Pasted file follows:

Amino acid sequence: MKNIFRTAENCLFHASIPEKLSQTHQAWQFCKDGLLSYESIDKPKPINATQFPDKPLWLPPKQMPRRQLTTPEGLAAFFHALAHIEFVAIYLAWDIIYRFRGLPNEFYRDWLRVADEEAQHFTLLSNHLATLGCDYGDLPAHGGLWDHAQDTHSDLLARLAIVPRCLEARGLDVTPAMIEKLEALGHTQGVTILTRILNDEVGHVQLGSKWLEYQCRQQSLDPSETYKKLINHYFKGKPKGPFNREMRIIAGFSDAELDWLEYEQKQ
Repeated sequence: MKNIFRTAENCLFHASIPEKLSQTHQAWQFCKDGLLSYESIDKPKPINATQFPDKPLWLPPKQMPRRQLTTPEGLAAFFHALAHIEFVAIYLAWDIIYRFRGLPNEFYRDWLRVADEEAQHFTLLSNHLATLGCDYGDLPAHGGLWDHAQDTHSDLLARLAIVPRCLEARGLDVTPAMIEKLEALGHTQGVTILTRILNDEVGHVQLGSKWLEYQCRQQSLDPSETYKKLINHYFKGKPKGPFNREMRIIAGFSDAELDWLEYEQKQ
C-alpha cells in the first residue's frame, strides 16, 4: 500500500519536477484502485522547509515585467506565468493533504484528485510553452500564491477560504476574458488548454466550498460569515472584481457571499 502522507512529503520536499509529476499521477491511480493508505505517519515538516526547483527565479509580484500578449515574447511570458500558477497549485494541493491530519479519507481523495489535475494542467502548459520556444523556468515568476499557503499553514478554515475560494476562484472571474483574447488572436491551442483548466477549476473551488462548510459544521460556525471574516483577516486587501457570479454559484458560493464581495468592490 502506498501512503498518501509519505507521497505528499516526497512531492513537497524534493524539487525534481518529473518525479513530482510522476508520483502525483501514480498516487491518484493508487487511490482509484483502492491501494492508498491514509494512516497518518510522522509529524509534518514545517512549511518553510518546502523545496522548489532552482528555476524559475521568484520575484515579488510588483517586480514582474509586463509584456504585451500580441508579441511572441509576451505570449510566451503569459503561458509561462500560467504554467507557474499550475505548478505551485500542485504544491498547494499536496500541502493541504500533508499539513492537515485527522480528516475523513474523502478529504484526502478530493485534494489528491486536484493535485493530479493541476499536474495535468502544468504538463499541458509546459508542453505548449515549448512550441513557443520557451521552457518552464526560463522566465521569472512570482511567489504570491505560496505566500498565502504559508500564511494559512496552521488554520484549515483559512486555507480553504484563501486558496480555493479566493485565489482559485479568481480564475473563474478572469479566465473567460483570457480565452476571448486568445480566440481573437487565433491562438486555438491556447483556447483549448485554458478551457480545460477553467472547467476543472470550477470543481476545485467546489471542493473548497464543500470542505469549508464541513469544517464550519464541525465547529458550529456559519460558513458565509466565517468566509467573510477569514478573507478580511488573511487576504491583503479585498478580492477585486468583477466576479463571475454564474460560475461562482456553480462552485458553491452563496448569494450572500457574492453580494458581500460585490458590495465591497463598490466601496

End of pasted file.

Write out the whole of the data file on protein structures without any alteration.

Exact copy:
Amino acid sequence: MKNIFRTAENCLFHASIPEKLSQTHQAWQFCKDGLLSYESIDKPKPINATQFPDKPLWLPPKQMPRRQLTTPEGLAAFFHALAHIEFVAIYLAWDIIYRFRGLPNEFYRDWLRVADEEAQHFTLLSNHLATLGCDYGDLPAHGGLWDHAQDTHSDLLARLAIVPRCLEARGLDVTPAMIEKLEALGHTQGVTILTRILNDEVGHVQLGSKWLEYQCRQQSLDPSETYKKLINHYFKGKPKGPFNREMRIIAGFSDAELDWLEYEQKQ
Repeated sequence: MKNIFRTAENCLFHASIPEKLSQTHQAWQFCKDGLLSYESIDKPKPINATQFPDKPLWLPPKQMPRRQLTTPEGLAAFFHALAHIEFVAIYLAWDIIYRFRGLPNEFYRDWLRVADEEAQHFTLLSNHLATLGCDYGDLPAHGGLWDHAQDTHSDLLARLAIVPRCLEARGLDVTPAMIEKLEALGHTQGVTILTRILNDEVGHVQLGSKWLEYQCRQQSLDPSETYKKLINHYFKGKPKGPFNREMRIIAGFSDAELDWLEYEQKQ
C-alpha cells in the first residue's frame, strides 16, 4: 500500500519536477484502485522547509515585467506565468493533504484528485510553452500564491477560504476574458488548454466550498460569515472584481457571499 502522507512529503520536499509529476499521477491511480493508505505517519515538516526547483527565479509580484500578449515574447511570458500558477497549485494541493491530519479519507481523495489535475494542467502548459520556444523556468515568476499557503499553514478554515475560494476562484472571474483574447488572436491551442483548466477549476473551488462548510459544521460556525471574516483577516486587501457570479454559484458560493464581495468592490 502506498501512503498518501509519505507521497505528499516526497512531492513537497524534493524539487525534481518529473518525479513530482510522476508520483502525483501514480498516487491518484493508487487511490482509484483502492491501494492508498491514509494512516497518518510522522509529524509534518514545517512549511518553510518546502523545496522548489532552482528555476524559475521568484520575484515579488510588483517586480514582474509586463509584456504585451500580441508579441511572441509576451505570449510566451503569459503561458509561462500560467504554467507557474499550475505548478505551485500542485504544491498547494499536496500541502493541504500533508499539513492537515485527522480528516475523513474523502478529504484526502478530493485534494489528491486536484493535485493530479493541476499536474495535468502544468504538463499541458509546459508542453505548449515549448512550441513557443520557451521552457518552464526560463522566465521569472512570482511567489504570491505560496505566500498565502504559508500564511494559512496552521488554520484549515483559512486555507480553504484563501486558496480555493479566493485565489482559485479568481480564475473563474478572469479566465473567460483570457480565452476571448486568445480566440481573437487565433491562438486555438491556447483556447483549448485554458478551457480545460477553467472547467476543472470550477470543481476545485467546489471542493473548497464543500470542505469549508464541513469544517464550519464541525465547529458550529456559519460558513458565509466565517468566509467573510477569514478573507478580511488573511487576504491583503479585498478580492477585486468583477466576479463571475454564474460560475461562482456553480462552485458553491452563496448569494450572500457574492453580494458581500460585490458590495465591497463598490466601496